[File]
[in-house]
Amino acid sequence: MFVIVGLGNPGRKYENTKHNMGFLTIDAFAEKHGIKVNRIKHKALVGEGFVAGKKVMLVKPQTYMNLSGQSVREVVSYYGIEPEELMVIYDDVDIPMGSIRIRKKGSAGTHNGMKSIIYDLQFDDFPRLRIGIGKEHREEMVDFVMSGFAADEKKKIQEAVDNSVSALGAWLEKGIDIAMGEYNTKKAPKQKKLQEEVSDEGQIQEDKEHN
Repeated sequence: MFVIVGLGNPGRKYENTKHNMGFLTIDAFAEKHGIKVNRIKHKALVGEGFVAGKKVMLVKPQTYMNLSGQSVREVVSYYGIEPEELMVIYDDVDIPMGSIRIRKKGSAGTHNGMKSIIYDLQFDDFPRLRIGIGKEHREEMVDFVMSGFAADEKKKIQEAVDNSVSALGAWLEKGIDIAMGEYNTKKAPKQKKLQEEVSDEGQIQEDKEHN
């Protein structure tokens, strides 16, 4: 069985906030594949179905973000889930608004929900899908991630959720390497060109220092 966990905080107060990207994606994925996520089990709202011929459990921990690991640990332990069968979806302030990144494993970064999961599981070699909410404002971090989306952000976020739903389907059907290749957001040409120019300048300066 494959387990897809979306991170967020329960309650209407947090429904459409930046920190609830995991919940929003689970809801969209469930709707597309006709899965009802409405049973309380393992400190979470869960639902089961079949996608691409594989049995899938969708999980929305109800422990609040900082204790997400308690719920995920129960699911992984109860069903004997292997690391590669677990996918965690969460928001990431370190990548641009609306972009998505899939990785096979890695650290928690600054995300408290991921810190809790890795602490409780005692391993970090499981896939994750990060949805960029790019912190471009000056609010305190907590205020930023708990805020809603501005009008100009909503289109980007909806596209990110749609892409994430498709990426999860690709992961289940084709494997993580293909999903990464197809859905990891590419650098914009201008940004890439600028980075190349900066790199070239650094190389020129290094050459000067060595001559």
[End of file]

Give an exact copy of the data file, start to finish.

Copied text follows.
[in-house]
Amino acid sequence: MFVIVGLGNPGRKYENTKHNMGFLTIDAFAEKHGIKVNRIKHKALVGEGFVAGKKVMLVKPQTYMNLSGQSVREVVSYYGIEPEELMVIYDDVDIPMGSIRIRKKGSAGTHNGMKSIIYDLQFDDFPRLRIGIGKEHREEMVDFVMSGFAADEKKKIQEAVDNSVSALGAWLEKGIDIAMGEYNTKKAPKQKKLQEEVSDEGQIQEDKEHN
Repeated sequence: MFVIVGLGNPGRKYENTKHNMGFLTIDAFAEKHGIKVNRIKHKALVGEGFVAGKKVMLVKPQTYMNLSGQSVREVVSYYGIEPEELMVIYDDVDIPMGSIRIRKKGSAGTHNGMKSIIYDLQFDDFPRLRIGIGKEHREEMVDFVMSGFAADEKKKIQEAVDNSVSALGAWLEKGIDIAMGEYNTKKAPKQKKLQEEVSDEGQIQEDKEHN
């Protein structure tokens, strides 16, 4: 069985906030594949179905973000889930608004929900899908991630959720390497060109220092 966990905080107060990207994606994925996520089990709202011929459990921990690991640990332990069968979806302030990144494993970064999961599981070699909410404002971090989306952000976020739903389907059907290749957001040409120019300048300066 494959387990897809979306991170967020329960309650209407947090429904459409930046920190609830995991919940929003689970809801969209469930709707597309006709899965009802409405049973309380393992400190979470869960639902089961079949996608691409594989049995899938969708999980929305109800422990609040900082204790997400308690719920995920129960699911992984109860069903004997292997690391590669677990996918965690969460928001990431370190990548641009609306972009998505899939990785096979890695650290928690600054995300408290991921810190809790890795602490409780005692391993970090499981896939994750990060949805960029790019912190471009000056609010305190907590205020930023708990805020809603501005009008100009909503289109980007909806596209990110749609892409994430498709990426999860690709992961289940084709494997993580293909999903990464197809859905990891590419650098914009201008940004890439600028980075190349900066790199070239650094190389020129290094050459000067060595001559």